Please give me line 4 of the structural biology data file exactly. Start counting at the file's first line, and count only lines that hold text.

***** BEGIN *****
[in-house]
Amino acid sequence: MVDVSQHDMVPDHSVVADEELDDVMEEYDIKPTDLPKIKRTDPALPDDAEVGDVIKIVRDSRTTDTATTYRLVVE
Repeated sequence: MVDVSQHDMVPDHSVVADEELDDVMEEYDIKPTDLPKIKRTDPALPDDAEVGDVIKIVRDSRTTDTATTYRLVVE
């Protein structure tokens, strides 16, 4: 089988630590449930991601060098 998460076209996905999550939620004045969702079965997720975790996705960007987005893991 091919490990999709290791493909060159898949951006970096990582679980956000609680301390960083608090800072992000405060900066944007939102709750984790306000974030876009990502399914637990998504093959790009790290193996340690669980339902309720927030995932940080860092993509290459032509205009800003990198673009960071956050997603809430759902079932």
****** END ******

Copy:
């Protein structure tokens, strides 16, 4: 089988630590449930991601060098 998460076209996905999550939620004045969702079965997720975790996705960007987005893991 091919490990999709290791493909060159898949951006970096990582679980956000609680301390960083608090800072992000405060900066944007939102709750984790306000974030876009990502399914637990998504093959790009790290193996340690669980339902309720927030995932940080860092993509290459032509205009800003990198673009960071956050997603809430759902079932």